Qatar officials: Johnson’s baby powder is safe to use

Photo for illustrative purposes only.

Austin Kirk/Flickr

Photo for illustrative purposes only.

Following an investigation into a popular baby powder brand over health concerns, Qatar’s government has declared the product safe to use.

Officials had quietly ordered Johnson’s baby powder off pharmacy and supermarket shelves last month after its American manufacturer lost a lawsuit against the family of a woman who died from ovarian cancer.

At the time, the government said it was setting up a technical committee to test the powder.

A Ministry of Municipality and Environment official said the product had also been sent to labs in Europe to ensure that they do not contain any toxic materials.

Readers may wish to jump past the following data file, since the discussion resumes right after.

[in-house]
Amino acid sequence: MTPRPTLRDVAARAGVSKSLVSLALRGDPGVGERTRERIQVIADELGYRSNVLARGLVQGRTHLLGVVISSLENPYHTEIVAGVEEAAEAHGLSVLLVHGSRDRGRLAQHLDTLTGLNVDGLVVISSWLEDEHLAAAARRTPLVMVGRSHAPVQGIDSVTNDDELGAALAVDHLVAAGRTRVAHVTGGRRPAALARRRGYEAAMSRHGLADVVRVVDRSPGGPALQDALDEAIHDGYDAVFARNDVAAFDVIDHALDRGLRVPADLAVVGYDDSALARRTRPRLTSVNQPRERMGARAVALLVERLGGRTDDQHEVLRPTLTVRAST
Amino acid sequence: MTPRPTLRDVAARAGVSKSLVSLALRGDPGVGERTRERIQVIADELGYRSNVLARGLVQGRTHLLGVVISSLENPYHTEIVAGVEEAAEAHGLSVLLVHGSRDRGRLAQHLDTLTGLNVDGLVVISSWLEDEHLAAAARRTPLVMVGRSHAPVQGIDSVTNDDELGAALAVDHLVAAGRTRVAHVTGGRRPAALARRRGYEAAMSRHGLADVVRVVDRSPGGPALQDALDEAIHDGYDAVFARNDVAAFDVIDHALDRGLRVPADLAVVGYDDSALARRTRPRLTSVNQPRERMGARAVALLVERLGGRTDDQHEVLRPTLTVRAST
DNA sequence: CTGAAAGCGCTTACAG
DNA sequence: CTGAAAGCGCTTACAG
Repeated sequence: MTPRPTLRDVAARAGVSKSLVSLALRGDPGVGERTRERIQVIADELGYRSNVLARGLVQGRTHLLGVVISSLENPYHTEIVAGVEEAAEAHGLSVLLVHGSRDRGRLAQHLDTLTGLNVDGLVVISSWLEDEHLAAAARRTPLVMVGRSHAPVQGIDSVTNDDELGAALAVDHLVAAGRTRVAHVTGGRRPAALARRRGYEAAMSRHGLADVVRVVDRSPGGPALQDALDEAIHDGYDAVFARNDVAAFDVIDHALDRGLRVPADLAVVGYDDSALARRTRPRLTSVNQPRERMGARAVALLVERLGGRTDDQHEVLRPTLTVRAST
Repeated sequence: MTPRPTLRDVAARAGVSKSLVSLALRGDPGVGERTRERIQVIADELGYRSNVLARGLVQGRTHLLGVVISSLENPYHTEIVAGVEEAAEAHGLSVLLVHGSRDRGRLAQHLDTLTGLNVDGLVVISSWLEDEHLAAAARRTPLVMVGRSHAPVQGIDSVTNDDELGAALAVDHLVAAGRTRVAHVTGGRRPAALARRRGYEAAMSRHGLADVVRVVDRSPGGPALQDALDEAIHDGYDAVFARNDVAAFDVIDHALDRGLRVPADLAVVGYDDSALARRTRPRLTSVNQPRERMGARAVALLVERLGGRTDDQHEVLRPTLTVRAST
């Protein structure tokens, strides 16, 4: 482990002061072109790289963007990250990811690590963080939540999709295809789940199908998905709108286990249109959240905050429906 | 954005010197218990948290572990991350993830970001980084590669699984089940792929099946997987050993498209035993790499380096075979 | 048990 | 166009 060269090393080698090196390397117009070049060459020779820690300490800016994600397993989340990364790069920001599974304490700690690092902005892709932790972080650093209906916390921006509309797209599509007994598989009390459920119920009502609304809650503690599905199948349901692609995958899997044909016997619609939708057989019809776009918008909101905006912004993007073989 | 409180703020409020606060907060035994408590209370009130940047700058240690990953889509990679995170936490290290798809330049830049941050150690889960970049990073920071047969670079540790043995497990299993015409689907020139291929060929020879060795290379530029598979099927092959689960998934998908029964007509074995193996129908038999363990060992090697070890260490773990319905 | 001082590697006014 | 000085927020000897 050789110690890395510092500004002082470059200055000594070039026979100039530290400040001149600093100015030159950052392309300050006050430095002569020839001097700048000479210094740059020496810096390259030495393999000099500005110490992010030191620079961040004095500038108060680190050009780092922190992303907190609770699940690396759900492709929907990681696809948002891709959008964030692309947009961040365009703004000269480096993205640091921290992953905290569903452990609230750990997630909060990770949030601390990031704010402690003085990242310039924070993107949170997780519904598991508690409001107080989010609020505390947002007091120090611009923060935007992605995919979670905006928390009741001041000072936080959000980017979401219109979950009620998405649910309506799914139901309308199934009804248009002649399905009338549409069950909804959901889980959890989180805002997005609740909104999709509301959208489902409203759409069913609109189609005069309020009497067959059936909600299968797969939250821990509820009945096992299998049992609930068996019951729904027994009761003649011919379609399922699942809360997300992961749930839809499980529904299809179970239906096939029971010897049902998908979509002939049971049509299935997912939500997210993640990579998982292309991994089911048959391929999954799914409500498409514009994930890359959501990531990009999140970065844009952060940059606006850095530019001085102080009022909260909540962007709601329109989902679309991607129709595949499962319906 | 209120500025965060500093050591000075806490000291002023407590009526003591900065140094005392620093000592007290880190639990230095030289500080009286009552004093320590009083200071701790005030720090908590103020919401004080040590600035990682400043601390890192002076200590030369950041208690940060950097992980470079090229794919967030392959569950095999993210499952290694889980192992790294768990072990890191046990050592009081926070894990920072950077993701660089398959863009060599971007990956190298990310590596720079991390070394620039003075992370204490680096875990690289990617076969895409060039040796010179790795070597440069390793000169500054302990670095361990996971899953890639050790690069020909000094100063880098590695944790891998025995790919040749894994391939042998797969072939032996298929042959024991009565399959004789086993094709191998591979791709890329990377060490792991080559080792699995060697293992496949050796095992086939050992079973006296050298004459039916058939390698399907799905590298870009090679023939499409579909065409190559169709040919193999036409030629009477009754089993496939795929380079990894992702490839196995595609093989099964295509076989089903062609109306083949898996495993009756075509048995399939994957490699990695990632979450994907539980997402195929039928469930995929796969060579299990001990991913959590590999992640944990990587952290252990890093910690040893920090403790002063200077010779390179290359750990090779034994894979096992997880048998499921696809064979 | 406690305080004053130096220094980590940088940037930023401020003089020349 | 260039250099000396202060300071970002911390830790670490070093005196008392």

Last month, Johnson & Johnson was ordered to pay some $72 million in damages was awarded to the family of a woman who used the company’s talcum powder for nearly 50 years.

The woman, Jackie Fox, died of ovarian cancer last year at the age of 62.

Johnson & Johnson said at the time that it “strongly” disagrees with the jury outcome, arguing “it goes against decades of sound science proving the safety of talc as a cosmetic ingredient in multiple products.”

However, the company now faces lawsuits from than 1,000 women and their families, according to Bloomberg.

The plaintiffs assert that J&J and its supplier have known about an association between talc and ovarian cancer for years and did not warn people about it.


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